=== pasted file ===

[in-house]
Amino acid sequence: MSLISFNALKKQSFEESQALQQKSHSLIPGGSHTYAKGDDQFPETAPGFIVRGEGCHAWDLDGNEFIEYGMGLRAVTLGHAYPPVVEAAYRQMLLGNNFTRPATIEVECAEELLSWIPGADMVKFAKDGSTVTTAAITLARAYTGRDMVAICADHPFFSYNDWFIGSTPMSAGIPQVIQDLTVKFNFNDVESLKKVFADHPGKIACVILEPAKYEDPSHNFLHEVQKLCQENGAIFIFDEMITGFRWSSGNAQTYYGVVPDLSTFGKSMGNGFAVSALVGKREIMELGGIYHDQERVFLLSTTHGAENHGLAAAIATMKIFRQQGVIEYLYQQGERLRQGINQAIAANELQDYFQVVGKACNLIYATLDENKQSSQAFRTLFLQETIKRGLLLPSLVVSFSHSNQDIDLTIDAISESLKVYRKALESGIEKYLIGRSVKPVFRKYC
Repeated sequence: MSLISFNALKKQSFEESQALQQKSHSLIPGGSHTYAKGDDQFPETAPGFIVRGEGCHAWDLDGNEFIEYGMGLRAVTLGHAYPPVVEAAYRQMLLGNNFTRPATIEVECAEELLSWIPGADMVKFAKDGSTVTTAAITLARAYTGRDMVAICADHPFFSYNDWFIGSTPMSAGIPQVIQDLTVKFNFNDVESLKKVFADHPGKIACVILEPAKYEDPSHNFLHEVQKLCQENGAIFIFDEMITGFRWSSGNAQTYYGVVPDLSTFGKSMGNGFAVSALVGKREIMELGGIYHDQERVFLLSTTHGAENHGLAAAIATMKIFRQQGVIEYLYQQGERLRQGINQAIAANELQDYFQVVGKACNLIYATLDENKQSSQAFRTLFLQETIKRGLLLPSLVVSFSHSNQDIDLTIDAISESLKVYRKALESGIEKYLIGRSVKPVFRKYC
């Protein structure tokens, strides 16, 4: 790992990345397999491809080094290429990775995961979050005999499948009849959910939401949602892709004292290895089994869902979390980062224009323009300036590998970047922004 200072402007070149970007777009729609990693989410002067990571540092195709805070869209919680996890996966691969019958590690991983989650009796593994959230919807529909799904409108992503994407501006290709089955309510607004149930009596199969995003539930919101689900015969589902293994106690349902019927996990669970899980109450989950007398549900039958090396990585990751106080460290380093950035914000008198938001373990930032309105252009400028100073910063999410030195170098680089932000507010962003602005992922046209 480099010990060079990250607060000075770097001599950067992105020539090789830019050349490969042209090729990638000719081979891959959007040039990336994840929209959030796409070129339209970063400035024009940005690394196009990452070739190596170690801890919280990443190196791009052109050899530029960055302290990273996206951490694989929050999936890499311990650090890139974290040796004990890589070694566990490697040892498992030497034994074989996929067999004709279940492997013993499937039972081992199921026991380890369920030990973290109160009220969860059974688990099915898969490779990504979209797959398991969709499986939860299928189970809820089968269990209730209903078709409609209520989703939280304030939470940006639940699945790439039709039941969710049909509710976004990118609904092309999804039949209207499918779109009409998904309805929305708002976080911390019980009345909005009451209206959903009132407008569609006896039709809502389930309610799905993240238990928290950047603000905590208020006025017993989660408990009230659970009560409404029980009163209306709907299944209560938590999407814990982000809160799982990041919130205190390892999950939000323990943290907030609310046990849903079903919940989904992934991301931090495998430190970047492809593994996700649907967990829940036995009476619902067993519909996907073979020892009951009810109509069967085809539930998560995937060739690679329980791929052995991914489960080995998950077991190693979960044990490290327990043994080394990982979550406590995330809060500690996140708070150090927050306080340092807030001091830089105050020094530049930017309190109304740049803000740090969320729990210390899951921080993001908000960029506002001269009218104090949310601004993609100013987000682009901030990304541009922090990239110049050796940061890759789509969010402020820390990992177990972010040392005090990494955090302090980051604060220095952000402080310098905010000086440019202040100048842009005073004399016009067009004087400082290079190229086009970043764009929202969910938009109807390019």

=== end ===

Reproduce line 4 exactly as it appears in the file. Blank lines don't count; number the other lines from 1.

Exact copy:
């Protein structure tokens, strides 16, 4: 790992990345397999491809080094290429990775995961979050005999499948009849959910939401949602892709004292290895089994869902979390980062224009323009300036590998970047922004 200072402007070149970007777009729609990693989410002067990571540092195709805070869209919680996890996966691969019958590690991983989650009796593994959230919807529909799904409108992503994407501006290709089955309510607004149930009596199969995003539930919101689900015969589902293994106690349902019927996990669970899980109450989950007398549900039958090396990585990751106080460290380093950035914000008198938001373990930032309105252009400028100073910063999410030195170098680089932000507010962003602005992922046209 480099010990060079990250607060000075770097001599950067992105020539090789830019050349490969042209090729990638000719081979891959959007040039990336994840929209959030796409070129339209970063400035024009940005690394196009990452070739190596170690801890919280990443190196791009052109050899530029960055302290990273996206951490694989929050999936890499311990650090890139974290040796004990890589070694566990490697040892498992030497034994074989996929067999004709279940492997013993499937039972081992199921026991380890369920030990973290109160009220969860059974688990099915898969490779990504979209797959398991969709499986939860299928189970809820089968269990209730209903078709409609209520989703939280304030939470940006639940699945790439039709039941969710049909509710976004990118609904092309999804039949209207499918779109009409998904309805929305708002976080911390019980009345909005009451209206959903009132407008569609006896039709809502389930309610799905993240238990928290950047603000905590208020006025017993989660408990009230659970009560409404029980009163209306709907299944209560938590999407814990982000809160799982990041919130205190390892999950939000323990943290907030609310046990849903079903919940989904992934991301931090495998430190970047492809593994996700649907967990829940036995009476619902067993519909996907073979020892009951009810109509069967085809539930998560995937060739690679329980791929052995991914489960080995998950077991190693979960044990490290327990043994080394990982979550406590995330809060500690996140708070150090927050306080340092807030001091830089105050020094530049930017309190109304740049803000740090969320729990210390899951921080993001908000960029506002001269009218104090949310601004993609100013987000682009901030990304541009922090990239110049050796940061890759789509969010402020820390990992177990972010040392005090990494955090302090980051604060220095952000402080310098905010000086440019202040100048842009005073004399016009067009004087400082290079190229086009970043764009929202969910938009109807390019």